To make the sauce, warm (do not boil) the rest of the can of coconut milk over medium-low heat (5 minutes). Add 3 Tbsp. sugar, stirring to dissolve.
Taste-test sauce for sweetness, adding more sugar if desired. (note that it will taste less sweet when added to the rice).
When ready to serve, prepare the mango by slicing it open and using a melon ball scoop to create mango spheres (as in the picture), or simply dice or slice up the mango. Pick up the warm rice in your hands and shape into rectangular or triangular shapes. Set one into each serving dish and add the mango balls on top. Drizzle lots of the sweet coconut sauce over. It should look like an English pudding with custard sauce, with the rice swimming in sauce. Garnish with fresh mint and serve. (Note that the sauce recipe can be doubled for serving 3 or more people).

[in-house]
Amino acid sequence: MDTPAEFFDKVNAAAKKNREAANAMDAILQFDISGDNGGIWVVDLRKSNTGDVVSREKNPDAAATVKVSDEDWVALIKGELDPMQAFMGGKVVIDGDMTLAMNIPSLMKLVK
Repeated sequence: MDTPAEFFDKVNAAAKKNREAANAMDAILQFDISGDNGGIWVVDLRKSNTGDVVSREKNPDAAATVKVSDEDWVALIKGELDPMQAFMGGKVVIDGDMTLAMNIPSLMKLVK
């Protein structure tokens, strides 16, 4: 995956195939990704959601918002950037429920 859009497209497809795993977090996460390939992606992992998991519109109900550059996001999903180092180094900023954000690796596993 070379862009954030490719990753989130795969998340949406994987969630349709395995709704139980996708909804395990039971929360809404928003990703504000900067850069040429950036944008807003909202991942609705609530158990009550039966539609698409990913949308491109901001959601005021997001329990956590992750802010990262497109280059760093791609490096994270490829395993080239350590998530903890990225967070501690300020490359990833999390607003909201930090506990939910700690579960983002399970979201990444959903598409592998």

Whilst belching in most of the Western world is considered rude and ill-mannered, burping in Egypt is the highest compliment a guest can pay to remark on the quality of the food prepared before them. When visiting Egypt, be sure to gulp down plenty of cola or other fizzy drinks to show your full appreciation for the meal.
- 4 tablespoons flour
- 2 tablespoons sugar
- 1 Sachet of instant coffee
- 1/4 teaspoon baking powder
- 3 tablespoons milk
- 3 tablespoons oil
Mix together the milk and coffee sachet in your cup to dissolve the granules and give your cake an even texture.
Add the rest of the ingredients.
Mix them together. Make sure all the flour is mixed in! You want the mixture to half fill your mug so that it doesn't spill over the top.